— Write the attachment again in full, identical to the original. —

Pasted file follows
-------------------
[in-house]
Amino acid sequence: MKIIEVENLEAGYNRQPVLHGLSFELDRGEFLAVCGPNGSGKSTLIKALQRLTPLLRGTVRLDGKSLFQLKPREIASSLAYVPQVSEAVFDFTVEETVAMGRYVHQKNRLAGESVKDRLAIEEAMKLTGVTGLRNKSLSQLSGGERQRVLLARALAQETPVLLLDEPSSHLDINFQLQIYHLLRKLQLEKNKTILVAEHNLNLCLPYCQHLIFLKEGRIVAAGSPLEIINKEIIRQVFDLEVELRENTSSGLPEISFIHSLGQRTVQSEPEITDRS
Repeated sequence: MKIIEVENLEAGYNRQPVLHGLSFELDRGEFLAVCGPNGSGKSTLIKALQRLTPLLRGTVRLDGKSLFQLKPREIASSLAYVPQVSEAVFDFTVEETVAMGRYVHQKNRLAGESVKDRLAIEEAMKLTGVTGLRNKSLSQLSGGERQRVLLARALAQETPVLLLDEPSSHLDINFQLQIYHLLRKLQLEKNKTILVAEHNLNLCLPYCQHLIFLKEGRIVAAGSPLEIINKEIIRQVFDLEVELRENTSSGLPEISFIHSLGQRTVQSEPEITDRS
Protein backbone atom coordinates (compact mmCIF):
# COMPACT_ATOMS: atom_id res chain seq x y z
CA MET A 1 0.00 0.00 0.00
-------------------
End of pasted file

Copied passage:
[in-house]
Amino acid sequence: MKIIEVENLEAGYNRQPVLHGLSFELDRGEFLAVCGPNGSGKSTLIKALQRLTPLLRGTVRLDGKSLFQLKPREIASSLAYVPQVSEAVFDFTVEETVAMGRYVHQKNRLAGESVKDRLAIEEAMKLTGVTGLRNKSLSQLSGGERQRVLLARALAQETPVLLLDEPSSHLDINFQLQIYHLLRKLQLEKNKTILVAEHNLNLCLPYCQHLIFLKEGRIVAAGSPLEIINKEIIRQVFDLEVELRENTSSGLPEISFIHSLGQRTVQSEPEITDRS
Repeated sequence: MKIIEVENLEAGYNRQPVLHGLSFELDRGEFLAVCGPNGSGKSTLIKALQRLTPLLRGTVRLDGKSLFQLKPREIASSLAYVPQVSEAVFDFTVEETVAMGRYVHQKNRLAGESVKDRLAIEEAMKLTGVTGLRNKSLSQLSGGERQRVLLARALAQETPVLLLDEPSSHLDINFQLQIYHLLRKLQLEKNKTILVAEHNLNLCLPYCQHLIFLKEGRIVAAGSPLEIINKEIIRQVFDLEVELRENTSSGLPEISFIHSLGQRTVQSEPEITDRS
Protein backbone atom coordinates (compact mmCIF):
# COMPACT_ATOMS: atom_id res chain seq x y z
CA MET A 1 0.00 0.00 0.00